Historical significance: The Corn Exchange Building meets this criterion at a state level as it demonstrates the development of commercial activities in the western zone of the Sydney Central Business District since the nineteenth century. Its original use as a fruit market, then office accommodation and produce stores, followed by a period of neglect before an adaptive reuse development for commercial and retail tenancies reflects the on-going evolution of uses in this part of Sydney. The most recent use represents a conscious acceptance of adaptive reuse of existing building stock by government and private enterprise, reflecting the changing attitudes to heritage development in Sydney.
Historical association: The Corn Exchange Building meets this criterion at a state level for it was designed by City Architect George McRae, who in later years designed the Queen Victoria Building and became the Government Architect for the State.
Aesthetic significance: The Corn Exchange Building meets this criterion at a local level for it is a late-nineteenth century produce market building that together with other remaining buildings of this era is part of a homogenous group of buildings that defines the heritage character of Sussex Street near Market Street. Its location at the western portal to the city endows the building with a landmark status as its curved fa?ade and roofscape, albeit modified, has an admirable streetscape presence resulting from the richly detailed Queen Anne style fa?ade treatment.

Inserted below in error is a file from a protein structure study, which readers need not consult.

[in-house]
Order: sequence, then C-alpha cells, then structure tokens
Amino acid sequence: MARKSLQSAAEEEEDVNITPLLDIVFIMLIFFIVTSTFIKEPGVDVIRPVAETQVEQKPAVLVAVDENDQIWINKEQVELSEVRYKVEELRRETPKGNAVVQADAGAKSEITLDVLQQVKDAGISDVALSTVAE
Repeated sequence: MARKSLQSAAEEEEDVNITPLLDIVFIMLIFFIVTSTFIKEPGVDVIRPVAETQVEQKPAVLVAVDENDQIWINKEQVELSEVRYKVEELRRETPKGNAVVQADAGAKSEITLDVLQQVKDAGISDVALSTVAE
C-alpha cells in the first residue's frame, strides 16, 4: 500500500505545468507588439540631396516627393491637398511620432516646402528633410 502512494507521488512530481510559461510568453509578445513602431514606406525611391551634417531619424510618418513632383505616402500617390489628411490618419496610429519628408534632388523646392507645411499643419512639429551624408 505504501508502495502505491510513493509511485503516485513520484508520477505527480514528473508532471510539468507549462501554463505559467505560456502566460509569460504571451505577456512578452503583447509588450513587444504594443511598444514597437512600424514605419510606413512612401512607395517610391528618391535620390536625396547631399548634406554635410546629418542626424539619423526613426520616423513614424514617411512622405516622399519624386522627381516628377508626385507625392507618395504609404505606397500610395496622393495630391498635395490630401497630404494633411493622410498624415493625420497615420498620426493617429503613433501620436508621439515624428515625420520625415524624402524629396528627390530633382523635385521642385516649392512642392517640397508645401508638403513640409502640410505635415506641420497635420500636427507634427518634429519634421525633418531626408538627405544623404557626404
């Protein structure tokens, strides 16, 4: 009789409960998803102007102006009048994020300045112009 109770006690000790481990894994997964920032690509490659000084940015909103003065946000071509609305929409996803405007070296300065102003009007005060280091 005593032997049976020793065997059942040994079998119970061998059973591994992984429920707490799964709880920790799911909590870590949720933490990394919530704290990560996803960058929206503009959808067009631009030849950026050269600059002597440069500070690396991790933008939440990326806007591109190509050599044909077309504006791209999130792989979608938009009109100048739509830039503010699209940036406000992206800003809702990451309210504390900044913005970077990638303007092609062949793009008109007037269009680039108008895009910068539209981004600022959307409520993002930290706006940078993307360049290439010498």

Rare assessment: The Corn Exchange Building meets this criterion at a state level for a) it is one of the last remnants of nineteenth century wharf-side warehouse type developments on Sussex Street around Market Street and also has historic associations with the City Council's markets, sale yard and Market Wharf, and b) it is the earliest remaining market building in New South Wales erected by a municipal council.
Physical condition: Likely to be disturbed
|Australian Theme||NSW Theme||Local Theme|
|Developing local, regional and national economies||Activities relating to buying, selling and exchanging goods and services.|
|Developing local, regional and national economies||Activities associated with the breeding, raising, processing and distribution of livestock for human use.|
|Heritage Listing||Listing Title||Listing Number||Gazette Date||Gazette Number||Gazette Page|
|Register of the National Estate||1/12/036/0150||Corn Exchange and Fruit Market (former),||21/03/1978||1944|
|National Trust of Australia Register||6507|
|Heritage Act - s.170 NSW State agency heritage register||Place Management NSW|
|Heritage Act - State Heritage Register||1619||The Corn Exchange||28/06/2002||4987||106|